(Bloomberg) -- Gold in China dropped the most in three years after Beijing permitted more imports, all but closing the gap with international prices that’s persisted for weeks.

The precious metal fell 3.8% on the Shanghai Gold Exchange, with losses accelerating toward the end of the trading day. It follows a months-long rally in local prices, which created a record premium to gold outside of the country.

Shanghai prices were about $10 an ounce above international prices at the close, according to calculations by Bloomberg. This month, premiums had risen to a record of over $120 an ounce.

A fresh round of quotas to import gold was recently issued by the authorities, easing tightness in the local market, according to traders familiar with the matter. The plunge is also “likely to reflect low levels of liquidity ahead of major holidays in China starting this weekend,” said Nicholas Frappell, global head of institutional markets at ABC Refinery in Sydney.

The unprecedented gap between local and international prices was driven by robust demand combining with constrained supply. The People’s Bank of China imposed imports curbs over the summer at a time when local bullion buying was boosted by the country’s economic malaise.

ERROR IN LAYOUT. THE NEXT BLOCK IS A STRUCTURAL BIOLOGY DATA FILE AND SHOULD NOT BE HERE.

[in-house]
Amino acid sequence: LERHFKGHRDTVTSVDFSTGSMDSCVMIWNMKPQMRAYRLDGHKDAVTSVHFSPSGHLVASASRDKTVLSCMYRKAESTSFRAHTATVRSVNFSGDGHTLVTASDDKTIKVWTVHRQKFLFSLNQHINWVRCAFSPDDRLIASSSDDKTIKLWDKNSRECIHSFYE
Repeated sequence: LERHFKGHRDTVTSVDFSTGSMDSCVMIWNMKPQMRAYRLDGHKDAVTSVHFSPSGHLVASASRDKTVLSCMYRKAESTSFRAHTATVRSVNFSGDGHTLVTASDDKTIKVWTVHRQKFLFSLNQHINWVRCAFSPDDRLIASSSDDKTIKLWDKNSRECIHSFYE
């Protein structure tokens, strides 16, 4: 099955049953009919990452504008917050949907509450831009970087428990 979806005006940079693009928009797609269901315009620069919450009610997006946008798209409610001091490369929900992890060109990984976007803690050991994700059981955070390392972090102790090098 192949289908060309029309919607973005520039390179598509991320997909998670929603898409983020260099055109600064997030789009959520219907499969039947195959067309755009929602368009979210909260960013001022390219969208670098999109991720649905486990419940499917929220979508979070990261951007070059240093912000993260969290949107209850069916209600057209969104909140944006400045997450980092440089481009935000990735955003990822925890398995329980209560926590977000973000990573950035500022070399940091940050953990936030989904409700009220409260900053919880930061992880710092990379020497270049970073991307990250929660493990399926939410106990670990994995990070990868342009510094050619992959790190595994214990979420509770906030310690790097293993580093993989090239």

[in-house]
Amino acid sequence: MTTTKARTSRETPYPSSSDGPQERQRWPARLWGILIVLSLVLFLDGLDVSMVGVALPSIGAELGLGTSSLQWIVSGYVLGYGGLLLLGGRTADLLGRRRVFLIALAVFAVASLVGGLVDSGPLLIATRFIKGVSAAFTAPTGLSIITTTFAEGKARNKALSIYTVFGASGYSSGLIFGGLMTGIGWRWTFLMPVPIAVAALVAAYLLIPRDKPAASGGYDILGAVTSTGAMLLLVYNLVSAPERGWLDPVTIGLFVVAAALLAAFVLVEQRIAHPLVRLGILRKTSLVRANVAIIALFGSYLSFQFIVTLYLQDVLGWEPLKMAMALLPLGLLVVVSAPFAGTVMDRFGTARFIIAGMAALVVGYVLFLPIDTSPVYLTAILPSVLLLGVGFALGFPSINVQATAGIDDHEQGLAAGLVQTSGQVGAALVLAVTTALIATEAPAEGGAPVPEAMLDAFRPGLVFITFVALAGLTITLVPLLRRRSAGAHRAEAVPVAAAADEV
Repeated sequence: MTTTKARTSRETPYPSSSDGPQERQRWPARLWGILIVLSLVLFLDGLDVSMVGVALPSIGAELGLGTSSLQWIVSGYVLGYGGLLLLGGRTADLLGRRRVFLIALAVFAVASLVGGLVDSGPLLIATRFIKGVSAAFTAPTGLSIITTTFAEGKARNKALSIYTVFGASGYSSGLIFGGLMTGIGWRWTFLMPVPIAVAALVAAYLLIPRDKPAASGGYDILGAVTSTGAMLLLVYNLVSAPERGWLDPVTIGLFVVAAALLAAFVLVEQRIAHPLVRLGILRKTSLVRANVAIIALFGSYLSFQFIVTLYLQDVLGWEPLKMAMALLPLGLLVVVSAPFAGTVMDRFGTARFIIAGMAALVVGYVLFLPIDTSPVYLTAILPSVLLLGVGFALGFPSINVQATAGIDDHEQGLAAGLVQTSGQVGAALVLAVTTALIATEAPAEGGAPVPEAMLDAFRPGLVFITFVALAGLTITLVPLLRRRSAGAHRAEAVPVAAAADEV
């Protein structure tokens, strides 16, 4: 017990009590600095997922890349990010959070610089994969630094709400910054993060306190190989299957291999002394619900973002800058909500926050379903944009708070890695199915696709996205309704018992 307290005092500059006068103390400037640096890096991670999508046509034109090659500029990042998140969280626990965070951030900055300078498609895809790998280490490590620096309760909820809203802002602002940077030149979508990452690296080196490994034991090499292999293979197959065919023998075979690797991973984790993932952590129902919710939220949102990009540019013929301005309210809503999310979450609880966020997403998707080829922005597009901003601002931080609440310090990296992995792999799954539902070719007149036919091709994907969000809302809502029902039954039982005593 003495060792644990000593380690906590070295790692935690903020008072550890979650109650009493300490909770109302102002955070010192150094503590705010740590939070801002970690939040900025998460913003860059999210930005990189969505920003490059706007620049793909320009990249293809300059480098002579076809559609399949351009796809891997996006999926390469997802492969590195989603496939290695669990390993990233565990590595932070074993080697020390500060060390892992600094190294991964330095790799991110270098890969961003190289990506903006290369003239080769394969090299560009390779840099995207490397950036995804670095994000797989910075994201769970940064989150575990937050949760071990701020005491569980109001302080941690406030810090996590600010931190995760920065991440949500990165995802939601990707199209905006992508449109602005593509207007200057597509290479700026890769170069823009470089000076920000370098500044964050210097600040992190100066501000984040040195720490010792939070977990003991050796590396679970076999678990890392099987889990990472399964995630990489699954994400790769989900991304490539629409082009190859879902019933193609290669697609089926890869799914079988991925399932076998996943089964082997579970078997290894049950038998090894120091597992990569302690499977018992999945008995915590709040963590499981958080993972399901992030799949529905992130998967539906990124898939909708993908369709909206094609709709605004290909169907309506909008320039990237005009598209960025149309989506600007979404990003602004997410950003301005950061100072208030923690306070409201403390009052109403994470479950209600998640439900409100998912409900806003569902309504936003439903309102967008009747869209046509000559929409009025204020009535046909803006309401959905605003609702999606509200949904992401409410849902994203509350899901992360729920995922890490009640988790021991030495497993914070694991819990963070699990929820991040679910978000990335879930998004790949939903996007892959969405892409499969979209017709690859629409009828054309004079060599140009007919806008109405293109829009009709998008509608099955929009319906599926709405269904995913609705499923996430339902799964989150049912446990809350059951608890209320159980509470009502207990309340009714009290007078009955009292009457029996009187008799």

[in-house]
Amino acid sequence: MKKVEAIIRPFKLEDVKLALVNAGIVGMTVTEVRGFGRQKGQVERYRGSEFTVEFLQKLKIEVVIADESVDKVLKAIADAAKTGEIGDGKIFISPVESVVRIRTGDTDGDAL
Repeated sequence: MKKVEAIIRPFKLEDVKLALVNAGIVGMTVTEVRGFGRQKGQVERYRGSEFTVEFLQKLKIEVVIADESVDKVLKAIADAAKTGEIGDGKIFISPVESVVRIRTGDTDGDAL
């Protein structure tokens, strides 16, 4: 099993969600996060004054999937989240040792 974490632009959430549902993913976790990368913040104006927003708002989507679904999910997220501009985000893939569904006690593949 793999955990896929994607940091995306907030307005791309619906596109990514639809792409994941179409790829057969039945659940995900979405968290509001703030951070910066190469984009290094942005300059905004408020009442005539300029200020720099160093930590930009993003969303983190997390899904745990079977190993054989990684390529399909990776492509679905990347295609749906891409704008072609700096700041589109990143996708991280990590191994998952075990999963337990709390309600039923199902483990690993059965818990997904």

China’s central bank didn’t immediately respond to a fax outside of working hours.

The constraints on gold shipments — which reduce the need for local banks to buy dollars — is one of several measures Beijing had taken to defend the yuan. The currency has come under pressure from tighter monetary policy elsewhere in the world.

Internationally, spot gold was steady at $1,874.98 an ounce as of 11:31 a.m. in London. The Bloomberg Dollar Spot Index declined 0.2%. Silver, platinum and palladium all edged higher.

--With assistance from Alfred Cang and Josh Zhang.

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